- In 2014 only 12.8 percent of motor vehicle thefts were cleared, either by arrests or by exceptional means, compared with 21.7 percent for arson and 20.2 percent for all property crimes.
- Autos accounted for 74.5 percent of all motor vehicles stolen in 2014, trucks and buses accounted for 14.9 percent and other vehicles for 10.6 percent.
- Insurance Premiums: The average comprehensive insurance premium in the U.S. rose 0.9 percent to $134.04 in 2012 from $132.78 in 2011 (the most recent data available), according to the National Association of Insurance Commissioners.
- Carjackings: Carjackings occur most frequently in urban areas. They accounted for only 3.0 percent of all motor vehicle thefts, based on Department of Justice data from 1993 to 2002 (latest available).
- Thefts By City: According to a National Insurance Crime Bureau (NICB) study released in June 2015, the San Francisco-Oakland-Hayward, CA metropolitan statistical area (MSA) had the highest rate per 100,000 inhabitants for vehicle thefts in the nation in 2014. Seven of the top 10 U.S. Metropolitan Statistical Areas for motor vehicle theft were in California in 2014. Two were in Washington state and one was in Texas.
TOP 10 U.S. METROPOLITAN STATISTICAL AREAS BY MOTOR VEHICLE THEFT RATE, 2014
- Thefts By Model: The National Insurance Crime Bureau (NICB) reports that the Honda Accord was the most frequently stolen passenger vehicle in 2014, with 51,290 thefts among all model years of this car. The Honda Civic ranked second, with 43,936 thefts. The NICB notes that older Honda Accords and Civics account for most of these thefts. Newer Hondas are rarely stolen, due to improved antitheft technology.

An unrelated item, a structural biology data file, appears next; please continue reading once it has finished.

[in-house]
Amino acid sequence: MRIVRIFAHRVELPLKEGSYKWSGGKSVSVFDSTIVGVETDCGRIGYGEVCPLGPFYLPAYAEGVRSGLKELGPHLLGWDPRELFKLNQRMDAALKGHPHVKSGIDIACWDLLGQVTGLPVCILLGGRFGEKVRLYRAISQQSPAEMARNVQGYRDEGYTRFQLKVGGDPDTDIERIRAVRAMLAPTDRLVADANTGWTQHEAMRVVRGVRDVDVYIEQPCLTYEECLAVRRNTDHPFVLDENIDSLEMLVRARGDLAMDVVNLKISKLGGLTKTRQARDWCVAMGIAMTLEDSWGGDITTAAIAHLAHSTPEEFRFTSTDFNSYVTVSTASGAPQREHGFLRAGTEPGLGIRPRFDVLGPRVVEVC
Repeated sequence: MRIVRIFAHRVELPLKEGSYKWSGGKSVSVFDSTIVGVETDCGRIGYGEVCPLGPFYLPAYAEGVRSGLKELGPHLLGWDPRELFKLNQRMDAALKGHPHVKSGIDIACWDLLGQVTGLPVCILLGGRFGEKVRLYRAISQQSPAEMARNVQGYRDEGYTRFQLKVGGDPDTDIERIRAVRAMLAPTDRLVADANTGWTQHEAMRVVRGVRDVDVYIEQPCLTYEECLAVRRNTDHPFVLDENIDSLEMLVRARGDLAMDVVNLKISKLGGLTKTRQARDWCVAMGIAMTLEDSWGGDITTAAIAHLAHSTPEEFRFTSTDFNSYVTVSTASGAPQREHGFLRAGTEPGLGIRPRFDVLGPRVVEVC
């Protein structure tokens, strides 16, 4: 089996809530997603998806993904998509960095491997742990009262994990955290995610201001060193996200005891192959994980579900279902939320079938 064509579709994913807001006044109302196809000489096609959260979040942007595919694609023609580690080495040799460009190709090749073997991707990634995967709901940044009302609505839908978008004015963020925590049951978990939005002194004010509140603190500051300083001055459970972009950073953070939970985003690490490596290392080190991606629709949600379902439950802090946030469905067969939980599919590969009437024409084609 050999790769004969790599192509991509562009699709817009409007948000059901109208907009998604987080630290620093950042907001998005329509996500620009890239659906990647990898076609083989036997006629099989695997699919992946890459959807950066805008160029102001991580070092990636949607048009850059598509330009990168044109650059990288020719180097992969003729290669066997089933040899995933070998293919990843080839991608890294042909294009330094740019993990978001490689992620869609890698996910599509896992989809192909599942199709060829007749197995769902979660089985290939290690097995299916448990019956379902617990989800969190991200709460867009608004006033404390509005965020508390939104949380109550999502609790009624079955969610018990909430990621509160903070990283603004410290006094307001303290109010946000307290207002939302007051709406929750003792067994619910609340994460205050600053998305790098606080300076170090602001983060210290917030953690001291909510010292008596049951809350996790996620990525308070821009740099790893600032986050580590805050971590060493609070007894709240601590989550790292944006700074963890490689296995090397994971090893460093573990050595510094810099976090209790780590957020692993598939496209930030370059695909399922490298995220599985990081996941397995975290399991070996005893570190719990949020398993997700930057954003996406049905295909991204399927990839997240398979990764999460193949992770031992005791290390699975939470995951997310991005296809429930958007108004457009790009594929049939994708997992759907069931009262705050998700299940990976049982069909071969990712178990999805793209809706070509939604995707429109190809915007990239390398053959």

- Among 2014 model year vehicles, the full-size Ford pickup was the most frequently stolen vehicle in calendar year 2014, with 964 thefts, followed by the Toyota Camry with 869 thefts.
TOP 10 MOST FREQUENTLY STOLEN VEHICLES, 2014
The following chart shows the top ten model year 2013 vehicles that were most frequently stolen in calendar year 2013.
TOP 10 MOST FREQUENTLY STOLEN VEHICLES, 2014 MODEL YEAR
According to the FBI, California has the highest vehicle thefts in the United States.
TOP 10 STATES WITH THE MOST AND THE FEWEST NUMBER OF MOTOR VEHICLE THEFTS, 2014
MOTOR VEHICLE THEFT IN THE UNITED STATES, 2005-2014
- Motorcycle Theft: The National Insurance Crime Bureau (NICB) reported that motorcycle thefts fell 6 percent in 2014 to 42,856 from 45,367 a year earlier, based on data from the National Crime Information Center of the FBI.The decrease occurred despite a 4 percent increase in motorcycle sales, according to the NICB as reported by the Motorcycle Industry Council.
- The NICB’s report also details the seasonal nature of motorcycle thefts. More motorcycles are stolen during warm months—July and August had the most motorcycle thefts in 2014 while January and February had the fewest. The top five makes stolen in 2014, from highest to lowest, were American Honda Motor Co., Yamaha Motor Corporation, American Suzuki Motor Corporation, Kawasaki Motors Corp. and Harley-Davidson Inc. California had the most motorcycle thefts in 2014, followed by Florida and Texas. By city, Las Vegas, Nevada, had the most thefts, followed by New York, New York, and San Diego, California.